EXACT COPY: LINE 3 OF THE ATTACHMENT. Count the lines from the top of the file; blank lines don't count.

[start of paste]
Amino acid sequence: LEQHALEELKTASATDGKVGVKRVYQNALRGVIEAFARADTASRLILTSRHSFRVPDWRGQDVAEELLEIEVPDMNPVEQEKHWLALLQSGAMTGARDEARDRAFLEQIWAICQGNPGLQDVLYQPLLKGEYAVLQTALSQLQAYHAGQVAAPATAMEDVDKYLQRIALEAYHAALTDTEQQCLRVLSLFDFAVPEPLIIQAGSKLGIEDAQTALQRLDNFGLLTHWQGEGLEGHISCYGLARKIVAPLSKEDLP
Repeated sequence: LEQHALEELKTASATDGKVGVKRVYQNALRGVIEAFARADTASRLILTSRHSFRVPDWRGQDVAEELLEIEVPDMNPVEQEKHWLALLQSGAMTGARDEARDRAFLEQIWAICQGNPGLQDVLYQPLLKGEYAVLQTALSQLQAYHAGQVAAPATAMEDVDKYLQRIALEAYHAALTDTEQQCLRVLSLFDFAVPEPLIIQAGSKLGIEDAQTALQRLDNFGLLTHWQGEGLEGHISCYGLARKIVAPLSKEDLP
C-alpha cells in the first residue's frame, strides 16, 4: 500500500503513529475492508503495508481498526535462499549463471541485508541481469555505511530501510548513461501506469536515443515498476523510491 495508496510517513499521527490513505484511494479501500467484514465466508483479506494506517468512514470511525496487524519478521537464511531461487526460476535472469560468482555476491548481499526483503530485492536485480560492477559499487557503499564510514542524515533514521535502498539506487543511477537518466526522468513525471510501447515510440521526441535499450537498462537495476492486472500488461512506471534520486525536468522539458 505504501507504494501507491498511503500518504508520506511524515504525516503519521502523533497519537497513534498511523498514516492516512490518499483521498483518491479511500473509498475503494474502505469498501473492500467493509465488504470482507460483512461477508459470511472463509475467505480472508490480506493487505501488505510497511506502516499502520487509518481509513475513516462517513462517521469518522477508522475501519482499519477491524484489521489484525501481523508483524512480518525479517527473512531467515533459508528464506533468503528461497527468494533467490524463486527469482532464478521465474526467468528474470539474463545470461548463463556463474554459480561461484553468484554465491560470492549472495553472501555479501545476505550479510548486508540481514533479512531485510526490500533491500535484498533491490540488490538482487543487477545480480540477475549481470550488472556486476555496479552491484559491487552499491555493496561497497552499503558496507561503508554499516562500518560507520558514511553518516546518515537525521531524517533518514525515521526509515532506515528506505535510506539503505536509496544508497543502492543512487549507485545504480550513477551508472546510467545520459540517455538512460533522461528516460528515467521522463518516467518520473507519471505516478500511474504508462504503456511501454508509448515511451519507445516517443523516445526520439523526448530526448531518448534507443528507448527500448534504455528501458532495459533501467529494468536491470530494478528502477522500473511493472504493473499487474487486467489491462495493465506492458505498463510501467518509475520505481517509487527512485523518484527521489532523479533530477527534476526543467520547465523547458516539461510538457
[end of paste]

C-alpha cells in the first residue's frame, strides 16, 4: 500500500503513529475492508503495508481498526535462499549463471541485508541481469555505511530501510548513461501506469536515443515498476523510491 495508496510517513499521527490513505484511494479501500467484514465466508483479506494506517468512514470511525496487524519478521537464511531461487526460476535472469560468482555476491548481499526483503530485492536485480560492477559499487557503499564510514542524515533514521535502498539506487543511477537518466526522468513525471510501447515510440521526441535499450537498462537495476492486472500488461512506471534520486525536468522539458 505504501507504494501507491498511503500518504508520506511524515504525516503519521502523533497519537497513534498511523498514516492516512490518499483521498483518491479511500473509498475503494474502505469498501473492500467493509465488504470482507460483512461477508459470511472463509475467505480472508490480506493487505501488505510497511506502516499502520487509518481509513475513516462517513462517521469518522477508522475501519482499519477491524484489521489484525501481523508483524512480518525479517527473512531467515533459508528464506533468503528461497527468494533467490524463486527469482532464478521465474526467468528474470539474463545470461548463463556463474554459480561461484553468484554465491560470492549472495553472501555479501545476505550479510548486508540481514533479512531485510526490500533491500535484498533491490540488490538482487543487477545480480540477475549481470550488472556486476555496479552491484559491487552499491555493496561497497552499503558496507561503508554499516562500518560507520558514511553518516546518515537525521531524517533518514525515521526509515532506515528506505535510506539503505536509496544508497543502492543512487549507485545504480550513477551508472546510467545520459540517455538512460533522461528516460528515467521522463518516467518520473507519471505516478500511474504508462504503456511501454508509448515511451519507445516517443523516445526520439523526448530526448531518448534507443528507448527500448534504455528501458532495459533501467529494468536491470530494478528502477522500473511493472504493473499487474487486467489491462495493465506492458505498463510501467518509475520505481517509487527512485523518484527521489532523479533530477527534476526543467520547465523547458516539461510538457